The first martyrs of Rome, on the other hand, had no other example than Christ himself; even they were killed before Peter and Paul (ante Apostolorum necem; regrettably, in the modern, revised Roman Calendar, the feast of the Roman Protomartyrs is transferred to 30 June, robbing it of its historical character). They had never witnessed the Church in all her temporal glory spread across the globe, for their Church was one that lived under the shadow of a sword. The unfathomable courage and strength of faith displayed by these nameless saints who had not the benefit of modern Christians should serve as a stern wake-up call to the lukewarm Christians of today.
By all human calculations, the Christian community in Urbe should have been extinguished. Within five days of this mass murder at the hands of Nero, Peter and Paul would endure their final trials (hence 29 June as the Feast of Sts. Peter and Paul), leaving the Church of Rome decapitated. Yet, as Tertullian would later write, sanguis martyrum semen Christianorum est— and like the seed which goes into the ground and dies, the from the blood of the martyrs grew a Church ever more abundant, ever more fruitful.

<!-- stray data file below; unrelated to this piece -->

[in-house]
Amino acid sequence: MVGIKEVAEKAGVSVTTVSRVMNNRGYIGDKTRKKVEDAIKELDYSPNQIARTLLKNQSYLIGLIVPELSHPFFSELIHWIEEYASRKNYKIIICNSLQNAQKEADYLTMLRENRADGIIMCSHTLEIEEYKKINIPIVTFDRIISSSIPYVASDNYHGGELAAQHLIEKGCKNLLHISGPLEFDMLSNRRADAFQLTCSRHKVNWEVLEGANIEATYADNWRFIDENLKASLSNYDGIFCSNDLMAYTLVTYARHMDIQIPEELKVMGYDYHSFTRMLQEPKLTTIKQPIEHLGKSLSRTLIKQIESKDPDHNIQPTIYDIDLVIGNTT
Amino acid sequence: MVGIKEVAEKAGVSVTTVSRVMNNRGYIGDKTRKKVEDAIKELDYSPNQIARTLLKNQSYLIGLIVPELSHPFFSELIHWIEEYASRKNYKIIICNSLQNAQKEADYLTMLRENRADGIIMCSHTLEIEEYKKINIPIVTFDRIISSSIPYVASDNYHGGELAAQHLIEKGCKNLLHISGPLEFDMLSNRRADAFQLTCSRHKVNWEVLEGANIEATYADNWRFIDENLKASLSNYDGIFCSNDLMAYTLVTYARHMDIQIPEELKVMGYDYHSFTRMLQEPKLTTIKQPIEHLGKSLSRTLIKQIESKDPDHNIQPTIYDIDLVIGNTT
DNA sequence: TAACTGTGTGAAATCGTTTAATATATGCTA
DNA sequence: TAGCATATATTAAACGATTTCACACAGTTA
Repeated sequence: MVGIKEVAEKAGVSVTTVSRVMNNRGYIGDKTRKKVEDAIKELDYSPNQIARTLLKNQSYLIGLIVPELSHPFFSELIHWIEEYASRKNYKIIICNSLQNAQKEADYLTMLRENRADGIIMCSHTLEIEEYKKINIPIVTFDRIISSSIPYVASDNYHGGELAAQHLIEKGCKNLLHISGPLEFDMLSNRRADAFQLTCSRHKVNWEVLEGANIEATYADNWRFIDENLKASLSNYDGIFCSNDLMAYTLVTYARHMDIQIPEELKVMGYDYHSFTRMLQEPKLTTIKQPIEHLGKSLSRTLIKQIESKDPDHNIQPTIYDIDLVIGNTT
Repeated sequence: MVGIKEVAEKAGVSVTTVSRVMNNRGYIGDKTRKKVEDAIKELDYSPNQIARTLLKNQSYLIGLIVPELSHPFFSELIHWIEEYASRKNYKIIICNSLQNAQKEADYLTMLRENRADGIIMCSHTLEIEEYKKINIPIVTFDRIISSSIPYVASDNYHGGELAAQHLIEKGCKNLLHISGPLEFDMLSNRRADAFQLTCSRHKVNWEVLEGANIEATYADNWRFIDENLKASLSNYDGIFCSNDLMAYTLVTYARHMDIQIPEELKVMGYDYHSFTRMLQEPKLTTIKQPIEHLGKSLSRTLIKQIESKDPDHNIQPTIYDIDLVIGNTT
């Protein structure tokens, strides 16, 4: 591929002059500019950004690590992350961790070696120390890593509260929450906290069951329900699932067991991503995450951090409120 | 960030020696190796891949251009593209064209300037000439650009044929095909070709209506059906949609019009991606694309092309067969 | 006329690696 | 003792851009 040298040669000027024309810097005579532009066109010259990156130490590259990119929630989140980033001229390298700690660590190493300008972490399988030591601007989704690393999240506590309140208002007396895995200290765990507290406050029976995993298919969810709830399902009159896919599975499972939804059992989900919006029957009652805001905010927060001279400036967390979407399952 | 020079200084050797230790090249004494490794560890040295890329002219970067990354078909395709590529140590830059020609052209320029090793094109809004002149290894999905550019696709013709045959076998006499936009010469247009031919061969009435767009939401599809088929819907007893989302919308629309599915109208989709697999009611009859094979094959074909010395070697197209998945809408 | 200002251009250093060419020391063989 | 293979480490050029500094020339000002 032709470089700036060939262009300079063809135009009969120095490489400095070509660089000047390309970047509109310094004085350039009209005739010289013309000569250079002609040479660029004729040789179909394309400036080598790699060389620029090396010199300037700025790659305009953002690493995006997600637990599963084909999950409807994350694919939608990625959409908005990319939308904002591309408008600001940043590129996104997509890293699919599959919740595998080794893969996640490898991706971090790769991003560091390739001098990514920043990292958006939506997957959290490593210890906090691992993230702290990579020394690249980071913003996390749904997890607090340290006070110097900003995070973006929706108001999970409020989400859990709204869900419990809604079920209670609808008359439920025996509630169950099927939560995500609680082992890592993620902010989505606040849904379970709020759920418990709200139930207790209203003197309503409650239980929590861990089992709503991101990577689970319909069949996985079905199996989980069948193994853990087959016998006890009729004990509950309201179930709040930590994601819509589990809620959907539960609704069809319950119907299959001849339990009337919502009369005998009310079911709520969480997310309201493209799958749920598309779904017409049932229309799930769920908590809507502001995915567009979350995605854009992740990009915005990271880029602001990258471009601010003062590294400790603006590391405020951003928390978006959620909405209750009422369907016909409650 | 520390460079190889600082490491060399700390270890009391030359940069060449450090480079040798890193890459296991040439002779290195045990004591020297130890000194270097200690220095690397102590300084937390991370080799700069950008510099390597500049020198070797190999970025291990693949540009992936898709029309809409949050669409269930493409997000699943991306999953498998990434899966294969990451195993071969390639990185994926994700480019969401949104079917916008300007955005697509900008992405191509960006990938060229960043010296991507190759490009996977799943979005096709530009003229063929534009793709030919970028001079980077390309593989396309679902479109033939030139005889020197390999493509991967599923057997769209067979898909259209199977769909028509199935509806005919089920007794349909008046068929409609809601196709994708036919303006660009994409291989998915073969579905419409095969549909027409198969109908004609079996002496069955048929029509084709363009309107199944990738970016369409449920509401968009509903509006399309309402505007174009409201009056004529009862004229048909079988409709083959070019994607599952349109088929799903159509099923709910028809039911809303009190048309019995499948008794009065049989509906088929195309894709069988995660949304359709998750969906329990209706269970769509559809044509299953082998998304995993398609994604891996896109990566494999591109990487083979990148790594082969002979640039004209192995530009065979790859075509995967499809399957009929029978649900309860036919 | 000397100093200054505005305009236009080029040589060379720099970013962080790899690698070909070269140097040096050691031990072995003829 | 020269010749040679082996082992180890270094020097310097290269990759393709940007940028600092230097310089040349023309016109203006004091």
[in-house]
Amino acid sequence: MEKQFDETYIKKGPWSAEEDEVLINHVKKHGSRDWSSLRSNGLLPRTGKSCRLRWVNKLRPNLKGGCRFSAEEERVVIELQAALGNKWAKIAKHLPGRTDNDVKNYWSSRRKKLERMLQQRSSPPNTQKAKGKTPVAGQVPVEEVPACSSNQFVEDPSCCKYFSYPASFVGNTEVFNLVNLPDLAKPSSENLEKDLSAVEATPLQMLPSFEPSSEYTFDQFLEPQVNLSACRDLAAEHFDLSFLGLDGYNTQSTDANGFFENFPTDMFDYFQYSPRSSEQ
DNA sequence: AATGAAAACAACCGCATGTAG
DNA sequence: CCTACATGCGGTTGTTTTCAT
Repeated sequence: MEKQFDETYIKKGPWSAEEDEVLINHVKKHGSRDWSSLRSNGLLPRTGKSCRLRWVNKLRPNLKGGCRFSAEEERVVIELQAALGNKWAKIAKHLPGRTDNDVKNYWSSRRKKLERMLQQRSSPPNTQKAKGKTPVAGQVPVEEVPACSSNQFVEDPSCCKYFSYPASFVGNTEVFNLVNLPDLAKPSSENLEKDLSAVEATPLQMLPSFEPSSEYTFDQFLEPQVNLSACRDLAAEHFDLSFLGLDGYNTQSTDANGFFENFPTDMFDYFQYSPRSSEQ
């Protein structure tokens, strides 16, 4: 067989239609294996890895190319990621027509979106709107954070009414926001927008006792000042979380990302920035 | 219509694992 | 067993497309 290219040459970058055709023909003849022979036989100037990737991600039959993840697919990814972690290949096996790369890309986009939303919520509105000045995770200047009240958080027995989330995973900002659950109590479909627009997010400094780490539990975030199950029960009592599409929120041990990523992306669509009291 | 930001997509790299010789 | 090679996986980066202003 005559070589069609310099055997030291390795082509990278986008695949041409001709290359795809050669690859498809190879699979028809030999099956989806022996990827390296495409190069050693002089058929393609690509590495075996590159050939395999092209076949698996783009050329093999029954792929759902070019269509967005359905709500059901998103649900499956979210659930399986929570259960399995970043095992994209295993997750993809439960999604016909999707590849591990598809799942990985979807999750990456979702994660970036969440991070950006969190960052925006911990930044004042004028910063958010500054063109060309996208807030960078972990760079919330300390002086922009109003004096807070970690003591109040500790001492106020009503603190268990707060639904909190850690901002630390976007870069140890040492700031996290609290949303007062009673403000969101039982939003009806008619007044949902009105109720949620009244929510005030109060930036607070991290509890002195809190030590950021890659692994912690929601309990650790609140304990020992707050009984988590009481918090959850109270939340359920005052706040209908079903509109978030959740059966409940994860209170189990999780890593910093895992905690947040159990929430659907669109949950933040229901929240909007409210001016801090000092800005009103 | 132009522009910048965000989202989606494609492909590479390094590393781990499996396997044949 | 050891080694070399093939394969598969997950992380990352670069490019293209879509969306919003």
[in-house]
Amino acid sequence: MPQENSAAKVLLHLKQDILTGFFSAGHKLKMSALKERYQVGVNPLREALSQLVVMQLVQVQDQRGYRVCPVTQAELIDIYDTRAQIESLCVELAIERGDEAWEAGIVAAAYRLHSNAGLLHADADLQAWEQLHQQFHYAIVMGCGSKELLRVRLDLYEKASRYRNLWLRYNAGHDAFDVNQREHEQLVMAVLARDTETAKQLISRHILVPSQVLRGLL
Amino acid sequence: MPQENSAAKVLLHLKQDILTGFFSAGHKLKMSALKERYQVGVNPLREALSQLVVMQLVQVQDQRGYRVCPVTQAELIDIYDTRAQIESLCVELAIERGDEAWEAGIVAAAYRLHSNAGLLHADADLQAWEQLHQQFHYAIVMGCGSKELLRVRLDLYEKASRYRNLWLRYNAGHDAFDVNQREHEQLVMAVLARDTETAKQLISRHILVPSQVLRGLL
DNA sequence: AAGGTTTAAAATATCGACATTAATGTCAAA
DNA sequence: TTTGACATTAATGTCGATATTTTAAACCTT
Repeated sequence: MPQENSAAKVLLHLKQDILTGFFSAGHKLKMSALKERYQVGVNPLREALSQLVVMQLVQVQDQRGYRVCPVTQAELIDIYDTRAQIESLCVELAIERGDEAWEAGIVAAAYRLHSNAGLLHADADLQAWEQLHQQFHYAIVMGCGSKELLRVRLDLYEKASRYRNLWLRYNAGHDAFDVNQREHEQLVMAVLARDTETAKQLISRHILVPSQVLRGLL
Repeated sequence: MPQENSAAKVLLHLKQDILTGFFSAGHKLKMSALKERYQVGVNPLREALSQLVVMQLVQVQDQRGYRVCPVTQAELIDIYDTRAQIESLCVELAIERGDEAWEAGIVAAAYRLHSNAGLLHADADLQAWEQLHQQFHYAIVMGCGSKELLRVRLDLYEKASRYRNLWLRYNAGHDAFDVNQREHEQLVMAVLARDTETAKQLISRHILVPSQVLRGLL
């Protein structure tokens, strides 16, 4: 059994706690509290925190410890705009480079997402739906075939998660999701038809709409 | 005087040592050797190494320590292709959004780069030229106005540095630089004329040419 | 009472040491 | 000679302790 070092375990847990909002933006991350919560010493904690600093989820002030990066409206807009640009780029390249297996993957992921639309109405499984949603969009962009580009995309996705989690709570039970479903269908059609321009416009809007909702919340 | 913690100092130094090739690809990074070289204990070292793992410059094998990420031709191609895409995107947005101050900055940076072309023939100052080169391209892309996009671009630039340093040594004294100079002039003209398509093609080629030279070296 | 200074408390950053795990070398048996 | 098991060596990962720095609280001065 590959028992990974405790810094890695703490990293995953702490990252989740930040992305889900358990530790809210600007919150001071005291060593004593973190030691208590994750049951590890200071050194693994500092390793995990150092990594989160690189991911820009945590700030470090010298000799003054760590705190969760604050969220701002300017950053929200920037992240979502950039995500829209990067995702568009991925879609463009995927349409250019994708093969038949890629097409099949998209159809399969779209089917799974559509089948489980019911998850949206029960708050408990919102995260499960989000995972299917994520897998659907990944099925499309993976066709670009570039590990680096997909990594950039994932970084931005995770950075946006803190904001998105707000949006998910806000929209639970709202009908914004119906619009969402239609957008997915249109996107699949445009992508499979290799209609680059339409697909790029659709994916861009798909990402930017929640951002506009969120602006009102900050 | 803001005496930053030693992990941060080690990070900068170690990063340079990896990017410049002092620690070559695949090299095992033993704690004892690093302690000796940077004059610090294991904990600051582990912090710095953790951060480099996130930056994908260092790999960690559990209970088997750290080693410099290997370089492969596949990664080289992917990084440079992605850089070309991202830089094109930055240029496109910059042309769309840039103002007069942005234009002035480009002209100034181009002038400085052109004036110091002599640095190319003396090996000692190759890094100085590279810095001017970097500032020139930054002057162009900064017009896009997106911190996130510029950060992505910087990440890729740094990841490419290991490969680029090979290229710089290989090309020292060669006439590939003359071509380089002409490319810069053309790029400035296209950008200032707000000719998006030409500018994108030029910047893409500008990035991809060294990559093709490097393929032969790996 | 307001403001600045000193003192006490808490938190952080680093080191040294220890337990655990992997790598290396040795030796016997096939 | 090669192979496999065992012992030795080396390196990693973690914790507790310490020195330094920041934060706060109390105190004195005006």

In thanks to God for the testimony of John the Baptist and the Roman Protomartyrs, the Church takes up the words of Zechariah, who when graced with the birth of a son in his old age, declared:
Blessed be the Lord God of Israel; because he hath visited and wrought the redemption of His people:
And hath raised up a horn of salvation to us, in the house of David his servant:
As he spoke by the mouth of his holy prophets, who are from the beginning:
Salvation from our enemies, and from the hand of all that hate us:
To perform mercy to our fathers, and to remember his holy testament,
The oath, which he swore to Abraham our father, that he would grant to us,
That being delivered from the hand of our enemies, we may serve him without fear,
In holiness and justice before him, all our days.
And thou, child, shalt be called the prophet of the Highest: for thou shalt go before the face of the Lord to prepare his ways:
To give knowledge of salvation to his people, unto the remission of their sins:
Through the bowels of the mercy of our God, in which the Orient from on high hath visited us:
To enlighten them that sit in darkness, and in the shadow of death: to direct our feet into the way of peace.